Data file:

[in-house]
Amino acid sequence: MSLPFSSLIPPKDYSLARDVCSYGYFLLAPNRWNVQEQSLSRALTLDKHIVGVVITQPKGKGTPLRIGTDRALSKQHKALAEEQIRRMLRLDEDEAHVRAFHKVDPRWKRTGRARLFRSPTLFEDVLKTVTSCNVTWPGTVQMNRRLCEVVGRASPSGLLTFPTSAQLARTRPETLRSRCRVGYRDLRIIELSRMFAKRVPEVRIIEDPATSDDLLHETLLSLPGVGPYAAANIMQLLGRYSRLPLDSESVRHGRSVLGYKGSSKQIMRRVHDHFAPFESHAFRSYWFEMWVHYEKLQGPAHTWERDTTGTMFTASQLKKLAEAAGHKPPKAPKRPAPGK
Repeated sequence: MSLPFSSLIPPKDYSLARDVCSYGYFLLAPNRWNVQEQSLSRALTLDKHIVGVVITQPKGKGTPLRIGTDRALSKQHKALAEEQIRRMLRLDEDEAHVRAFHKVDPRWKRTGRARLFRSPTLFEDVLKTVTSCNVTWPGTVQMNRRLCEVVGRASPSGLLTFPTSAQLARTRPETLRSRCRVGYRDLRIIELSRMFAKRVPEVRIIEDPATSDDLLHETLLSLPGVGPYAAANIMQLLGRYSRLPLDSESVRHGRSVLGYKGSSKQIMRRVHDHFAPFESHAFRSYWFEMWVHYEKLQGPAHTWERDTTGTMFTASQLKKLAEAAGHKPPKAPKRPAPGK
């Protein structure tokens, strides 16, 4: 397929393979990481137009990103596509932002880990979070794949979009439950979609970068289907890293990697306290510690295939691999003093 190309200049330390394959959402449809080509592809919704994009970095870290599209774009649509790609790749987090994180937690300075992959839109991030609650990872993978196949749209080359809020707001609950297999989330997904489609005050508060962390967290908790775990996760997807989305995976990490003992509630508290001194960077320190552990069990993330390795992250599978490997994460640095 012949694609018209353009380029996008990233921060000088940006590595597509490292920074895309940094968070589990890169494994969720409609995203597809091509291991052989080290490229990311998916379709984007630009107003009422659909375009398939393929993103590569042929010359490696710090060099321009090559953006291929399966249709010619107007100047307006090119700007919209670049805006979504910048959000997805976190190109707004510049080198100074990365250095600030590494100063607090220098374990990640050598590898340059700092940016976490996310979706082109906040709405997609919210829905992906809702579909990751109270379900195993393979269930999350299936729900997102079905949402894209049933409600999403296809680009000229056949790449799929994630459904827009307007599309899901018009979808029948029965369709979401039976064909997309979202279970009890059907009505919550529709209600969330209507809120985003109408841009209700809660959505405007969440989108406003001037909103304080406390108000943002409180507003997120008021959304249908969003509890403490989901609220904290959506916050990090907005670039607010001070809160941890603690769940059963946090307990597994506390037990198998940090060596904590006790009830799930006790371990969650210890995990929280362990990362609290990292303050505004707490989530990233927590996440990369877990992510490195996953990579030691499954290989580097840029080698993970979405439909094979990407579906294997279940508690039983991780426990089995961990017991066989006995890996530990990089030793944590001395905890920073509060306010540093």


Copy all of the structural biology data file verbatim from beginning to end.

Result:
[in-house]
Amino acid sequence: MSLPFSSLIPPKDYSLARDVCSYGYFLLAPNRWNVQEQSLSRALTLDKHIVGVVITQPKGKGTPLRIGTDRALSKQHKALAEEQIRRMLRLDEDEAHVRAFHKVDPRWKRTGRARLFRSPTLFEDVLKTVTSCNVTWPGTVQMNRRLCEVVGRASPSGLLTFPTSAQLARTRPETLRSRCRVGYRDLRIIELSRMFAKRVPEVRIIEDPATSDDLLHETLLSLPGVGPYAAANIMQLLGRYSRLPLDSESVRHGRSVLGYKGSSKQIMRRVHDHFAPFESHAFRSYWFEMWVHYEKLQGPAHTWERDTTGTMFTASQLKKLAEAAGHKPPKAPKRPAPGK
Repeated sequence: MSLPFSSLIPPKDYSLARDVCSYGYFLLAPNRWNVQEQSLSRALTLDKHIVGVVITQPKGKGTPLRIGTDRALSKQHKALAEEQIRRMLRLDEDEAHVRAFHKVDPRWKRTGRARLFRSPTLFEDVLKTVTSCNVTWPGTVQMNRRLCEVVGRASPSGLLTFPTSAQLARTRPETLRSRCRVGYRDLRIIELSRMFAKRVPEVRIIEDPATSDDLLHETLLSLPGVGPYAAANIMQLLGRYSRLPLDSESVRHGRSVLGYKGSSKQIMRRVHDHFAPFESHAFRSYWFEMWVHYEKLQGPAHTWERDTTGTMFTASQLKKLAEAAGHKPPKAPKRPAPGK
């Protein structure tokens, strides 16, 4: 397929393979990481137009990103596509932002880990979070794949979009439950979609970068289907890293990697306290510690295939691999003093 190309200049330390394959959402449809080509592809919704994009970095870290599209774009649509790609790749987090994180937690300075992959839109991030609650990872993978196949749209080359809020707001609950297999989330997904489609005050508060962390967290908790775990996760997807989305995976990490003992509630508290001194960077320190552990069990993330390795992250599978490997994460640095 012949694609018209353009380029996008990233921060000088940006590595597509490292920074895309940094968070589990890169494994969720409609995203597809091509291991052989080290490229990311998916379709984007630009107003009422659909375009398939393929993103590569042929010359490696710090060099321009090559953006291929399966249709010619107007100047307006090119700007919209670049805006979504910048959000997805976190190109707004510049080198100074990365250095600030590494100063607090220098374990990640050598590898340059700092940016976490996310979706082109906040709405997609919210829905992906809702579909990751109270379900195993393979269930999350299936729900997102079905949402894209049933409600999403296809680009000229056949790449799929994630459904827009307007599309899901018009979808029948029965369709979401039976064909997309979202279970009890059907009505919550529709209600969330209507809120985003109408841009209700809660959505405007969440989108406003001037909103304080406390108000943002409180507003997120008021959304249908969003509890403490989901609220904290959506916050990090907005670039607010001070809160941890603690769940059963946090307990597994506390037990198998940090060596904590006790009830799930006790371990969650210890995990929280362990990362609290990292303050505004707490989530990233927590996440990369877990992510490195996953990579030691499954290989580097840029080698993970979405439909094979990407579906294997279940508690039983991780426990089995961990017991066989006995890996530990990089030793944590001395905890920073509060306010540093």